This book was a tremendous help to us.  The photos are clearly captioned, and associated with specific actions or military units.  There is a section on Medal of Honor winners, as of 1920, and a good section on our divisions in the war. Loaned to us by the Nye family of East Aurora.

28.  NYS Archives. “New York State ‘Boys’ ”,

29.  Moore and Russell, 566.

30.  NYS Archives. “Abstracts”, (Kriedemann)

31.  Sweeney, 257.

32.  NYS Archives. “Abstracts”, (Kriedemann)

33.  NYS Archives. “New York State ‘Boys’ ”, 1-5 passim.

34.  NYS Archives. “New York State ‘Boys’ ”, 1-12 passim.

35.  East Aurora Advertiser. “Somewhere in France”. August 15, 1918. Pg. 6

36.  East Aurora Advertiser. “Somewhere in France”. August 15, 1918. Pg. 6

The local newspaper had a section in which it printed letters from local, soldiers who were overseas.  Due to security precautions, each letter could only be written from “somewhere in France.”

37.  Sweeney, 257.

38.  NYS Archives. “New York State ‘Boys’ ”, pg. 26

39.  Sweeney, 259.

40.  Sweeney, 261

41.  Sweeney, 259-264.

42.  NYS Archives. “Absracts” (Kriedemann)

43.  East Aurora Advertiser, January 9, 1919. Pg. 1

44.  Sweeney, 690.

45.  Stallings, 278-279.

46.  East Aurora Advertiser, January November 21, 1918. Pg. 1

47.  Interview with Helen Clay Natale, niece of Arthur Clay. May 22, 1997.

In response to an article we had placed in the East Aurora Advertiser, Mrs. Natale got in touch with us and offered to bring in some photos for us to look at.  This meeting was important because it was the first “living” connection we had to one of our soldiers.  Her stories were interesting to listen to, and led to good material when we tried to fill-out Clay’s character.

48.  Interview with Helen Clay Natale, niece of Arthur Clay.  May 22, 1997

49.  East Aurora Advertiser. November 21, 1918. Pg. 1

50.  Trenches on the Web. “Posters”. Courtesy of Meehan Military Posters. http://www.worldwar1.com/post006.htm  April 1997.

51.  NYS Archives. “Abstracts”, (Clay)

52.  Moore and Russell, 175-177.

53.  “Final Report of Gen. John J. Pershing”

54.  Buffalo and Erie County Historical Society.  Private papers. Diary of Frank Brayman.

Although an American, Mr. Brayman joined a Canadian Regiment early on in the war.  He kept a diary from 1915-1917 of his experiences in the war. Diaries were illegal for soldiers to keep, so there aren’t as many of them as you might think. He was wounded, and after the war found out that his diary was stained and blood encrusted.  Many years later he re-copies his diary, for posterity’s sake.  That copy now resides in the Buffalo and Erie County Historical Museum.

55.  Buffalo and Erie County Historical Society.  Private papers.  Diary of Frank Brayman.

56.  East Aurora Advertiser, November 21, 1918. Pg. 1

57.  East Aurora Advertiser, November 21, 1918 Pg. 1

58.  NYS Archives. “Abstracts”, (Kaufman)

59.  NYS Archives. “Abstracts”, (Kaufman)

60.  Moore and Russell, 566-567.

61.  Buffalo and Erie County Historical Society. “102nd Trench Mortar Battery:      Autobiography and Troop History by Charles Pearson.” A65-9 Folder 1.

The 102nd Trench Mortar Battery is a very interesting outfit since what happened to them happened to a lot of other outfits also.  A proud cavalry troop, Troop I of the First Volunteer Cavalry, NGNY, this troop went to the Texas border to protect us from Pancho Villa.  Within a year of their return they had been Federalized, shipped to South Carolina, and turned into a trench mortar battery.  They went to France, yet never fired a shot in anger. They returned home heroes all.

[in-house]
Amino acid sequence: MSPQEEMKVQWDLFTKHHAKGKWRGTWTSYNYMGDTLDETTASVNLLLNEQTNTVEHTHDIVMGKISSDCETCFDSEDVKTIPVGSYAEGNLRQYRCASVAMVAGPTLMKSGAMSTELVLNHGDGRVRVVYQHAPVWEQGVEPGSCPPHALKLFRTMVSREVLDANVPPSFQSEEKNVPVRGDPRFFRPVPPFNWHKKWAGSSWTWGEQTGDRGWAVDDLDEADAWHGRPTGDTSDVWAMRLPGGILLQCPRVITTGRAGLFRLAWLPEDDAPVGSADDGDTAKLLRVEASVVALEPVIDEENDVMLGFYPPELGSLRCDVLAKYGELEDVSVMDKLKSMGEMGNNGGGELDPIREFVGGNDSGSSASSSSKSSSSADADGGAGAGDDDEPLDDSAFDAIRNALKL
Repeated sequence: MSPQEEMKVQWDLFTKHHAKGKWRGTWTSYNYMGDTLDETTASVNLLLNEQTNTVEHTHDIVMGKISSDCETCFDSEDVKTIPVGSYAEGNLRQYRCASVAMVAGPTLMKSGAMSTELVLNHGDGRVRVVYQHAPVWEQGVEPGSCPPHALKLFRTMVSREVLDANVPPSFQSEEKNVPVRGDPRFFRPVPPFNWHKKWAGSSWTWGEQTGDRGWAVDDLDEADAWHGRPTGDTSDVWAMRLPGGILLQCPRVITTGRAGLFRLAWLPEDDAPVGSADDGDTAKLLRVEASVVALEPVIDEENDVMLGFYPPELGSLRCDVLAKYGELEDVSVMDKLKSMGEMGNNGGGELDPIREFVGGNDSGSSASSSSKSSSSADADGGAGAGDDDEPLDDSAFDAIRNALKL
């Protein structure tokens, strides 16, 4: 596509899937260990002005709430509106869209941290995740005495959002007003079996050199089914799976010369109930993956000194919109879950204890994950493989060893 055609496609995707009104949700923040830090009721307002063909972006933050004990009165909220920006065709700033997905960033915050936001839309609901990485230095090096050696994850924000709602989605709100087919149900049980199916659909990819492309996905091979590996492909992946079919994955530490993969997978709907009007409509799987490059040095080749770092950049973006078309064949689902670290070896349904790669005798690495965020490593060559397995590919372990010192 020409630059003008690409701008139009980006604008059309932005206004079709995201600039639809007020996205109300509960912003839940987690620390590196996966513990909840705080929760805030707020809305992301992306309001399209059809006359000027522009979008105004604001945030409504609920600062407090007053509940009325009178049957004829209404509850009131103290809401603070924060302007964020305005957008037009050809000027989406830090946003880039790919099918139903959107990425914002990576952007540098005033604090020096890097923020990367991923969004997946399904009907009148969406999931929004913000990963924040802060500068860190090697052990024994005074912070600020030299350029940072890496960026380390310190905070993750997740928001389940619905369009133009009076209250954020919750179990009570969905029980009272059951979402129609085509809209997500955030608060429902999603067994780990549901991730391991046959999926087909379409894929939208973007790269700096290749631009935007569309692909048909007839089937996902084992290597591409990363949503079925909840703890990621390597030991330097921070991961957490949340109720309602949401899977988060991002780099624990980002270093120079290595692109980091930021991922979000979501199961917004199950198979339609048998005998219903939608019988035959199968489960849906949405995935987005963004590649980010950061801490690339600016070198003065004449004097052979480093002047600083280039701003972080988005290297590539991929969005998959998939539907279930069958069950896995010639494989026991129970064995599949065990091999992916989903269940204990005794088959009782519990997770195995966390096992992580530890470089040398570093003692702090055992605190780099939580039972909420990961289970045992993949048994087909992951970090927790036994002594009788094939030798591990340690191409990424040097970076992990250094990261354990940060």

62.  NYS Archives. “Abstracts”, (Kaufman)

63.  Stallings, 377.

64.  Stallings, 107.

65.  NYS Archives. “Abstracts”, (Kaufman)

66.  US Army. “World War I Medal of Honor Recipients.” (Kaufman)

67.  US Army. “World War I Medal of Honor Recipients.” (Kaufman)

68.  Mackey & Jernagan, pg. 176.

69.  Stallings, 98-101.

70.  NYS Archives. “Abstracts”, (Kaufman)

71.  NYS Archives. “New York State ‘Boys’ “

72.  NYS Archives. “Abstracts”, (Donovan)

73.  Buffalo and Erie County Historical Society. “102nd Trench Mortar Battery...”

74.  Sweeney 199-203.

75.  NYS Archives. “Abstracts”, (Donovan)

76.  NYS Archives. “New York State ‘Boys’ ”, pg. 14

77.  Sweeney, 199-203.

78.  “Final Report of Gen. John J. Pershing”

79.  Sweeney, 289-291.

80.  Moore and Russell, 225-232.

81.  East Aurora Advertiser. June 20, 1918. pg. 1

82.  Sweeney, 290

83.  NYS Archives. “Abstracts”, (Donovan)

84.  NYS Archives. “Abstracts”, (Schurr, A)

85.  East Aurora Advertiser. May 10, 1917. pg. 1

86.  NYS Archives. “Abstracts”, (Schurr, A)

87.  Moore and Russell, 28, 36-38, 69-74.

88.  NYS Archives. “Abstracts”, (Schurr, A)

89.  Mackey & Jernagan, 363-372.

90.  Aurora Historical Society (East Aurora, New York). “Red Cross Picture Books of WWI Soldiers” (Schurr)

At the beginning of World War the Red Cross mounted an effort to take pictures of each of the local soldiers going overseas. During the war, these pages were augmented by newspaper stories about the individual, or reports from official sources. It was only through this source that we found out the relationship of Alton Schurr to Ralph and Orrin.

91.  “Final Report of Gen. John J. Pershing”

92.  NYS Archives. “Abstracts”, (Schurr, A.)

93.  Aurora Historical Society (Schurr)

94.  Aurora Historical (Schurr)

95.  NYS Archives. “Abstracts”, (Ernst)

96.  East Aurora Advertiser, August 22, 1918. pg. 1

97.  NYS Archives. “Abstracts”, (Ernst)

98.  NYS Archives. “Abstracts”, (Ernst)

99.  Archives. “Abstracts”, (Ernst)

100.  NYS Archives. “New York State ‘Boys’ “, pg. 13

101.  New York State Archives, “Miscellaneous accounts and poems”

102.  Final Report of Gen. John J. Pershing”

103.  Ernst family papers. Cablegram: 8/15/18

The Ernsts also responded to our notice in the local newspaper and were kind enough to send a wide variety of papers to us.  Their daughters attend our high School and we were lucky to have made a connection with them.

Conclusion | Sources Used

Annotated Citations in PDF format (Adobe Acrobat Reader required)